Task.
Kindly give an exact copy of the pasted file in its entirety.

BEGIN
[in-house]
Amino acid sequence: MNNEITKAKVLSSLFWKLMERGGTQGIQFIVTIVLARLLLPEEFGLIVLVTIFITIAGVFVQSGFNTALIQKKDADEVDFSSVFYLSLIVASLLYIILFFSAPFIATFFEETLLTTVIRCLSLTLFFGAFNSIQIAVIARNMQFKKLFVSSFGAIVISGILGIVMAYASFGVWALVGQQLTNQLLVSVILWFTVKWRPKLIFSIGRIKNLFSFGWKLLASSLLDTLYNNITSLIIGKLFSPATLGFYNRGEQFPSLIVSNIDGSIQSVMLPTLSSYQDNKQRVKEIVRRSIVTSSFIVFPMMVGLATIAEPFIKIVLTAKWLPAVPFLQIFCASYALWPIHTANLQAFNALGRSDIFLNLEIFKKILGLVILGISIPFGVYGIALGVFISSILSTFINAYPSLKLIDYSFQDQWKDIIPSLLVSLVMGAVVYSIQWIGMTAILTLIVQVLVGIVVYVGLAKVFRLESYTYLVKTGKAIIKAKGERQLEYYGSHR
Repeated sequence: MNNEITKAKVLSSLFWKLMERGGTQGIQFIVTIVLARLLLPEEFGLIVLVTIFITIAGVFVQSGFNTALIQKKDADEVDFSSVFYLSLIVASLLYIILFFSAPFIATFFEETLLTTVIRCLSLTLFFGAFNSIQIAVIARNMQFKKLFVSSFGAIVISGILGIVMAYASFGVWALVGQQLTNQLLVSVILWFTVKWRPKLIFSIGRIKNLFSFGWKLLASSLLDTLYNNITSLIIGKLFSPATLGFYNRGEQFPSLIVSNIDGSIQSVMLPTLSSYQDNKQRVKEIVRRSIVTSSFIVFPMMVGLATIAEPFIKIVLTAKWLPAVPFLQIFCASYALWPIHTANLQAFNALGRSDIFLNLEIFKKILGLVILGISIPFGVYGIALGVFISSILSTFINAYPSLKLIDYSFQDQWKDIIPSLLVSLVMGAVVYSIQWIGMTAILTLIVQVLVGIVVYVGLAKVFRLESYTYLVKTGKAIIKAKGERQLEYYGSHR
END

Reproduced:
[in-house]
Amino acid sequence: MNNEITKAKVLSSLFWKLMERGGTQGIQFIVTIVLARLLLPEEFGLIVLVTIFITIAGVFVQSGFNTALIQKKDADEVDFSSVFYLSLIVASLLYIILFFSAPFIATFFEETLLTTVIRCLSLTLFFGAFNSIQIAVIARNMQFKKLFVSSFGAIVISGILGIVMAYASFGVWALVGQQLTNQLLVSVILWFTVKWRPKLIFSIGRIKNLFSFGWKLLASSLLDTLYNNITSLIIGKLFSPATLGFYNRGEQFPSLIVSNIDGSIQSVMLPTLSSYQDNKQRVKEIVRRSIVTSSFIVFPMMVGLATIAEPFIKIVLTAKWLPAVPFLQIFCASYALWPIHTANLQAFNALGRSDIFLNLEIFKKILGLVILGISIPFGVYGIALGVFISSILSTFINAYPSLKLIDYSFQDQWKDIIPSLLVSLVMGAVVYSIQWIGMTAILTLIVQVLVGIVVYVGLAKVFRLESYTYLVKTGKAIIKAKGERQLEYYGSHR
Repeated sequence: MNNEITKAKVLSSLFWKLMERGGTQGIQFIVTIVLARLLLPEEFGLIVLVTIFITIAGVFVQSGFNTALIQKKDADEVDFSSVFYLSLIVASLLYIILFFSAPFIATFFEETLLTTVIRCLSLTLFFGAFNSIQIAVIARNMQFKKLFVSSFGAIVISGILGIVMAYASFGVWALVGQQLTNQLLVSVILWFTVKWRPKLIFSIGRIKNLFSFGWKLLASSLLDTLYNNITSLIIGKLFSPATLGFYNRGEQFPSLIVSNIDGSIQSVMLPTLSSYQDNKQRVKEIVRRSIVTSSFIVFPMMVGLATIAEPFIKIVLTAKWLPAVPFLQIFCASYALWPIHTANLQAFNALGRSDIFLNLEIFKKILGLVILGISIPFGVYGIALGVFISSILSTFINAYPSLKLIDYSFQDQWKDIIPSLLVSLVMGAVVYSIQWIGMTAILTLIVQVLVGIVVYVGLAKVFRLESYTYLVKTGKAIIKAKGERQLEYYGSHR